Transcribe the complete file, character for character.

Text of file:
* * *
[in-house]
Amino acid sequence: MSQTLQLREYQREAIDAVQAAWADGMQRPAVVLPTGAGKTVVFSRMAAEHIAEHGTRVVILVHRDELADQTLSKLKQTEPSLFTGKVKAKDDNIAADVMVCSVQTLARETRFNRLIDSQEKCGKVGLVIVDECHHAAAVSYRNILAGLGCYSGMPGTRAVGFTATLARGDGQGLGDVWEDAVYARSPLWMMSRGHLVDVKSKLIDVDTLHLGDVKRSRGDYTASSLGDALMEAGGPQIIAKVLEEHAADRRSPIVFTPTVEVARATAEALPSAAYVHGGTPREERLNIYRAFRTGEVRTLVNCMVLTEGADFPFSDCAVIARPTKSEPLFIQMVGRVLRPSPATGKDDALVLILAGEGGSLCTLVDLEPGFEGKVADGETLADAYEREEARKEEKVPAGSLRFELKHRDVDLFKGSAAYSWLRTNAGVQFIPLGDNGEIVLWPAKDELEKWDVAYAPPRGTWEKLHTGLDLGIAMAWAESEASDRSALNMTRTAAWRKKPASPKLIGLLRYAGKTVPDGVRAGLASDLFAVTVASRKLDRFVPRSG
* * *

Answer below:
[in-house]
Amino acid sequence: MSQTLQLREYQREAIDAVQAAWADGMQRPAVVLPTGAGKTVVFSRMAAEHIAEHGTRVVILVHRDELADQTLSKLKQTEPSLFTGKVKAKDDNIAADVMVCSVQTLARETRFNRLIDSQEKCGKVGLVIVDECHHAAAVSYRNILAGLGCYSGMPGTRAVGFTATLARGDGQGLGDVWEDAVYARSPLWMMSRGHLVDVKSKLIDVDTLHLGDVKRSRGDYTASSLGDALMEAGGPQIIAKVLEEHAADRRSPIVFTPTVEVARATAEALPSAAYVHGGTPREERLNIYRAFRTGEVRTLVNCMVLTEGADFPFSDCAVIARPTKSEPLFIQMVGRVLRPSPATGKDDALVLILAGEGGSLCTLVDLEPGFEGKVADGETLADAYEREEARKEEKVPAGSLRFELKHRDVDLFKGSAAYSWLRTNAGVQFIPLGDNGEIVLWPAKDELEKWDVAYAPPRGTWEKLHTGLDLGIAMAWAESEASDRSALNMTRTAAWRKKPASPKLIGLLRYAGKTVPDGVRAGLASDLFAVTVASRKLDRFVPRSG